Have you ever had a friend shock you? You thought you knew them pretty well, they seemed like a good person, you enjoyed your time together and you were interested in further developing the friendship only to have them do something which proves they were not who you thought they were to begin with? This can cause a number of feelings – anger, sadness, guilt, confusion, and betrayal to name a few. It can be tough to decide what to do. Do you accept your friendship in this new changed capacity? It may be possible if you can accept your friend as she is and if your differences are not insurmountable. Do you walk away from the relationship? This may be necessary if you are not going to be able to move on from whatever she did (or didn’t do). You are the only one who can make this decision. It is important to consider your options and make a decision based on what you realistically can do. It isn’t good for either of you to pretend everything is OK, but have lingering resentments and hostilities.
There is a decision tree you can follow:
- How likely are you to have to interact with this person in the future?
- Do you work together?
- Are you related?
- Are your kids in similar activities?
- Can you accept them information you have learned about them and still like them?
- Are you going to be able to let go of your hurt/anger about whatever it was that happened?
Let me give an example and walk through the decision tree. My husband, Jason, works in the restaurant industry which means he works ridiculously long hours. This means he often becomes good friends with his co-workers since they spend so much time together. Back when we were in our 20s and childless, he worked with a guy I’ll call Jim. Jim and his wife, Michelle, were close to our ages, newly married like us and dealing with establishing new careers. We went out with them a few times and had a lot of fun. There weren’t serious conversations during these night outs, just concerts and having fun. Well, one night on our third (or so) double date we decided to go to dinner. We were about 20 minutes into our meal when Jim started sharing his views on other races. I won’t go into detail, but let’s just say he was one very small step away from White Power and “Heil Hitler”. I was immediately nauseated and Jason and I kept looking at each other in horror trying to figure out how to get the hell out of there. I can’t remember how we got out of there, but it was definitely an abbreviated evening that was not repeated.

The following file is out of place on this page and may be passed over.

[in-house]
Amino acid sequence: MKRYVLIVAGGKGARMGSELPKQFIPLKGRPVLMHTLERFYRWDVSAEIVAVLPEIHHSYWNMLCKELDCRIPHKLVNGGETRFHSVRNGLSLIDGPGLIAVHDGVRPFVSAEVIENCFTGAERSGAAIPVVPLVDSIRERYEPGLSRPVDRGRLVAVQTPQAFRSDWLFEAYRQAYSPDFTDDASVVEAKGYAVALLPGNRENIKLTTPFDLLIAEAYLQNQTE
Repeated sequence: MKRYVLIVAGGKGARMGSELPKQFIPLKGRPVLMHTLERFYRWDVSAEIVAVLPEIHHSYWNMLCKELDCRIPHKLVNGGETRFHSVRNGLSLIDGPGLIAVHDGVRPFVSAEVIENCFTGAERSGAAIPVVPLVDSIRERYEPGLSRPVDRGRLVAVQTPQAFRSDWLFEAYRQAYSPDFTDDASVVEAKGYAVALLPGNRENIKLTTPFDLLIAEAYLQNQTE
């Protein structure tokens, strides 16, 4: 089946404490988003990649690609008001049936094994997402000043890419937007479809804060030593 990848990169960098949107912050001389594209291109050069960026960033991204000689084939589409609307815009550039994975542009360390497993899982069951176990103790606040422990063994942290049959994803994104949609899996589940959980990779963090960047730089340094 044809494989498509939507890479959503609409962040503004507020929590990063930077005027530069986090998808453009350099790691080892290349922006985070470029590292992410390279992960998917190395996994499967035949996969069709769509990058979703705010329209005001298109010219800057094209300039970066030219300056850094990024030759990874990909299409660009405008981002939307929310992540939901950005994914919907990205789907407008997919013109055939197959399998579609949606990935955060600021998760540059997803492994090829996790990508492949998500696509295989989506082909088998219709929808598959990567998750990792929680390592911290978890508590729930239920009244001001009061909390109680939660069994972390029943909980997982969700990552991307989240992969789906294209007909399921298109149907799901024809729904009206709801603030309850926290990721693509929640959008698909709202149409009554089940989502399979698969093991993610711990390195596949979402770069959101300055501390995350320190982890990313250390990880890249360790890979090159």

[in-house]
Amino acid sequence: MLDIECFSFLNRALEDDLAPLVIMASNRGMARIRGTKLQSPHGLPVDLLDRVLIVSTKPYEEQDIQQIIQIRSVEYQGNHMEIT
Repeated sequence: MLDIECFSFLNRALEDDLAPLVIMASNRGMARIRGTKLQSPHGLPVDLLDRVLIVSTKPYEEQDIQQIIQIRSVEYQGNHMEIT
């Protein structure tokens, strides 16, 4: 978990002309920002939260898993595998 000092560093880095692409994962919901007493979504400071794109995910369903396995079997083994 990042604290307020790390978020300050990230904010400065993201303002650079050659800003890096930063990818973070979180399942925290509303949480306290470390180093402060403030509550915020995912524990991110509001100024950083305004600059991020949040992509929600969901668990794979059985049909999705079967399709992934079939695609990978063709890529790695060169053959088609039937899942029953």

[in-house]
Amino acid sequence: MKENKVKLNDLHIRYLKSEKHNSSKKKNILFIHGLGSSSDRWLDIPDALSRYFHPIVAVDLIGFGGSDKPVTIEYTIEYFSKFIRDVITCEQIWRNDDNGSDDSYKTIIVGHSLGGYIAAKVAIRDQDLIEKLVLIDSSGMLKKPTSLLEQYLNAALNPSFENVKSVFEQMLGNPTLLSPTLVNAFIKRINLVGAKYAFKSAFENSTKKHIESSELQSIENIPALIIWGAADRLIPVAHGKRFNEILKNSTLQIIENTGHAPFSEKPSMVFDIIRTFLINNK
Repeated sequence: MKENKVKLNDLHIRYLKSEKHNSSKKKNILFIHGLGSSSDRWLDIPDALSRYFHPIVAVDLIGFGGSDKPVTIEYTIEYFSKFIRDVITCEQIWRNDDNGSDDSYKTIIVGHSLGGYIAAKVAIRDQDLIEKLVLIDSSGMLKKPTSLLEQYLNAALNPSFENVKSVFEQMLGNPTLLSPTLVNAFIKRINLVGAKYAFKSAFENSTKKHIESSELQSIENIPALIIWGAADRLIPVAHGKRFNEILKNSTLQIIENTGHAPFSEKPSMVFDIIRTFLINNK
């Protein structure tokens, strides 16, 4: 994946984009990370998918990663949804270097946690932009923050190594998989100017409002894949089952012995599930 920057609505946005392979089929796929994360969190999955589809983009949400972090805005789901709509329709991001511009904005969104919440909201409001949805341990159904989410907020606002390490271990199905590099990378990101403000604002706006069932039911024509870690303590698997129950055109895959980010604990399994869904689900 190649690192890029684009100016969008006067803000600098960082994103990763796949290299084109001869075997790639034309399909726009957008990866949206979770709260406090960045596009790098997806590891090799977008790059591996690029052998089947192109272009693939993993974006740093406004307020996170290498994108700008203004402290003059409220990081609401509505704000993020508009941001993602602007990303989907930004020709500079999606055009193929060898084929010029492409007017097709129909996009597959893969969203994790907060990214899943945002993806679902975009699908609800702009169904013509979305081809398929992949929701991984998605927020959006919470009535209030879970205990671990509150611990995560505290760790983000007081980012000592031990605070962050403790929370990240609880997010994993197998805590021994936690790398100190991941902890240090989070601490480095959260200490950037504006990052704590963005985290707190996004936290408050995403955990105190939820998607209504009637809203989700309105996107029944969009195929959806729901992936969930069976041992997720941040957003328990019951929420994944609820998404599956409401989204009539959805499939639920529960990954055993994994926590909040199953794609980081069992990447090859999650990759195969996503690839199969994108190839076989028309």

Using the decision tree, we had to determine how best to proceed. In our situation, we (my husband at least) were going to have to continue to interact with Jim – at least at work. Based on this outcome, he had to determine if he could tolerate this new information about Jim – accept it and move on in the friendship. The answer was a resounding, “Hell, no!” This meant Jason was forced to limit their relationship to a purely professional one and set limits and boundaries about their interactions. We never saw them socially again, Jason stopped any conversation that became racist immediately, and chose to hold onto his anger at Jim’s horrible views as a means of keeping him strong against the pull of future friendship. Once Jason and Jim no longer worked together, we never talked with him in any capacity again. If I could have done one thing differently, I would have liked to have been more verbal in my rejection of his crap.
Not all situations will be this extreme. You may learn something else about a friend you are able to forgive and move on from. Maybe the relationship will not be exactly the same, but it may continue in some different (maybe even limited) capacity. You are the only one who can make this choice. Walk through the steps, talk it over (in a non-gossipy way) with someone you trust. You choose whether the relationship continues one, takes a pause, or is over for good.